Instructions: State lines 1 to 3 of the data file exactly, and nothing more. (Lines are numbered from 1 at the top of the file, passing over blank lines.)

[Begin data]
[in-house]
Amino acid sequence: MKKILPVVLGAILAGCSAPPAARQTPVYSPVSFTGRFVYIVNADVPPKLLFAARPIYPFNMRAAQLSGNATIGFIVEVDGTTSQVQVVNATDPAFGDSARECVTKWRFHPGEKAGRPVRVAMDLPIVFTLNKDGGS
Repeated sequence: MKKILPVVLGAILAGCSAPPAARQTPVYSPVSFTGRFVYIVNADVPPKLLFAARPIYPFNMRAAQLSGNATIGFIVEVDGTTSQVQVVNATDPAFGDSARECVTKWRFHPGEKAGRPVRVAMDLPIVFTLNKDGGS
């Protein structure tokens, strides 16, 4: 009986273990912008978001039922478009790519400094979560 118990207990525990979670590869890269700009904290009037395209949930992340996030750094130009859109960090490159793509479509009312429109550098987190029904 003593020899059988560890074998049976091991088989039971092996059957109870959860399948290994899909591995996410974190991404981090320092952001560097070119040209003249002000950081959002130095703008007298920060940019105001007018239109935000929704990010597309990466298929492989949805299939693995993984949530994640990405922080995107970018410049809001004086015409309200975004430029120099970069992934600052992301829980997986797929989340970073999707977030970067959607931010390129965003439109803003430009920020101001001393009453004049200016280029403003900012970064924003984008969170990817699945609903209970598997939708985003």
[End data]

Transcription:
[in-house]
Amino acid sequence: MKKILPVVLGAILAGCSAPPAARQTPVYSPVSFTGRFVYIVNADVPPKLLFAARPIYPFNMRAAQLSGNATIGFIVEVDGTTSQVQVVNATDPAFGDSARECVTKWRFHPGEKAGRPVRVAMDLPIVFTLNKDGGS
Repeated sequence: MKKILPVVLGAILAGCSAPPAARQTPVYSPVSFTGRFVYIVNADVPPKLLFAARPIYPFNMRAAQLSGNATIGFIVEVDGTTSQVQVVNATDPAFGDSARECVTKWRFHPGEKAGRPVRVAMDLPIVFTLNKDGGS